- R 1000 mg or 1200 mg daily.
· Stopping rule criteria at Week 4 and Week 12 were defined as HCV RNA >25 IU/mL.
Patient Disposition and Baseline Characteristics
A total of 72 patients received at least one dose of study drug (Table 2).
Premature discontinuations during the first 12 weeks were:
- Six patients due to Week 4 stopping rule
- Two patients due to breakthrough, both at Week 2
- Two patients due to AE (one patient discontinued due to stopping rule).
This preliminary analysis is based on the patients who reached at least Week 4 assessment (Table 3).
Two patients (2/60, 3%) have developed viral breakthrough.* In each case, viral breakthrough occurred at Week 2
- Both patients were previously Week 4 null responders to PR
- Results of population sequencing for these patients revealed V36M/R155K
variants at the time of breakthrough.
To date, no viral breakthrough was observed in the patients who did not meet the Week 4 stopping rule and continued on treatment.
*Viral breakthrough on TVR/PR was defined as:
· An increase of >1-log10 above the HCV RNA nadir
· An increase in HCV RNA to >100 IU/mL in patients with previously undetectable HCV RNA
Safety and Tolerability
The types of adverse events encountered were those that are expected with PR, and are consistent with those previously reported in patients treated with TVR based regimens in the PROVE studies.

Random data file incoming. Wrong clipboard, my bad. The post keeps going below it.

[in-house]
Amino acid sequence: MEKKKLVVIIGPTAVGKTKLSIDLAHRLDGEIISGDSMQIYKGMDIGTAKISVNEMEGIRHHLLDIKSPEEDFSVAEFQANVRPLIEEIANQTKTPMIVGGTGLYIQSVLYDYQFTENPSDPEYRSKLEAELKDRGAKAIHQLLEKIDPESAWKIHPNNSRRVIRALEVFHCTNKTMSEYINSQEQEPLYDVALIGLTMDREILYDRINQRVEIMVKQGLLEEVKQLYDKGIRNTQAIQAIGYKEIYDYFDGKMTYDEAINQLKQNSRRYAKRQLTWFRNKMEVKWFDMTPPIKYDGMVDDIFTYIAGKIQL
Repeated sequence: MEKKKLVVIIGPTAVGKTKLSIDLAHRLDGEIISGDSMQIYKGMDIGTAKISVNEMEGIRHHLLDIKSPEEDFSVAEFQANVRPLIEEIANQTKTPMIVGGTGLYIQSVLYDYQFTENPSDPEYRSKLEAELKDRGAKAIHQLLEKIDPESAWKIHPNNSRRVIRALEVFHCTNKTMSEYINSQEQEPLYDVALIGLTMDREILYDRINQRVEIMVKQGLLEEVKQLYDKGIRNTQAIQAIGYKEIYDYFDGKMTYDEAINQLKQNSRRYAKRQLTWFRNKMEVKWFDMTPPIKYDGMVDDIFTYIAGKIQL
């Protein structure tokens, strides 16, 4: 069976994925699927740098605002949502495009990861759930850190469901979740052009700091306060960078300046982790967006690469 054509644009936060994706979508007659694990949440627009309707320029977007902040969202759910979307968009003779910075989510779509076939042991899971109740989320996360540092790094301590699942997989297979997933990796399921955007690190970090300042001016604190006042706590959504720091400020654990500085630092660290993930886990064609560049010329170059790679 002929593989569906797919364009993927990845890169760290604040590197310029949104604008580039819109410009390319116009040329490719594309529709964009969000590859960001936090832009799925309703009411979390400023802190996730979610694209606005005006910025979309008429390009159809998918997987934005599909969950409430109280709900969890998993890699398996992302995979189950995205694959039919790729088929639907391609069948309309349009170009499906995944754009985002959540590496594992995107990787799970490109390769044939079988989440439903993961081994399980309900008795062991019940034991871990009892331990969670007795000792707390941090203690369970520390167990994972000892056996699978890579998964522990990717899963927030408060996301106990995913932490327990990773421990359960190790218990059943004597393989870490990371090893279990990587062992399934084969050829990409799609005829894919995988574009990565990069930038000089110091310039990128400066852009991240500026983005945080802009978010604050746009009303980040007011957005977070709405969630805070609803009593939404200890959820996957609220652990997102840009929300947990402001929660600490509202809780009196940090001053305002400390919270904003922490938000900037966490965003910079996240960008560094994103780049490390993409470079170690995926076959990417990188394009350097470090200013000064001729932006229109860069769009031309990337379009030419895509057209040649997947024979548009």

Two patients discontinued treatment due to AEs (one due to pleuritis/costochondritis, and one due to generalized rash).
In this interim analysis of telaprevir-based therapy in HCV genotype 1 patients with well-characterized null response, partial response or relapse to prior pegylated interferon and ribavirin therapy:
- At Week 4, 83% achieved HCV RNA <25 IU/mL
- All of the patients who continued beyond Week 4 maintained their viral responses by Week 8 and Week 12
- Viral breakthrough was infrequent (3%) and was identified very early in treatment
- The safety assessment is consistent with that previously described in the PROVE trials.
The preliminary findings suggest that prior pegylated interferon non-responders, including true null responders, can achieve and maintain on-treatment response with the addition of telaprevir.
Based on this current analysis that demonstrates relapsers and partial responders have a Week 4 response that is similar to that observed in treatment na•ve patients, the protocol is being amended such that these patients will receive the response-driven regimen that is being utilized in the Phase 3 ADVANCE study (12 weeks of telaprevir, in combination with 24 or 48 weeks of PR depending on early viral response). Null responders will receive 48 weeks of PR.
Continuing follow-up of these patients will be required to evaluate the clinical significance of these promising early findings.
1. Manns MP, et al. Lancet 2001;358:958-65.
2. Fried MW, et al. N Engl J Med 2002;347:975-82.
3. Hadziyannis SJ, et al. Ann Intern Med 2004;140:346-55.
4. Shiffman ML. Hepatology 2002;36:S128-34.
5. Shiffman ML, et al. Gastroenterology 2004;126:1015-23.
6. Ahmed F, et al. Gastroenterol Clin North Am 2004;33:513-26.
7. Poynard T, et al. 43rd EASL 2008, Milan, Italy, April 23-27 2008.
8. Lin K, et al. Antimicrob Agents Chemother 2004;40:4784-92.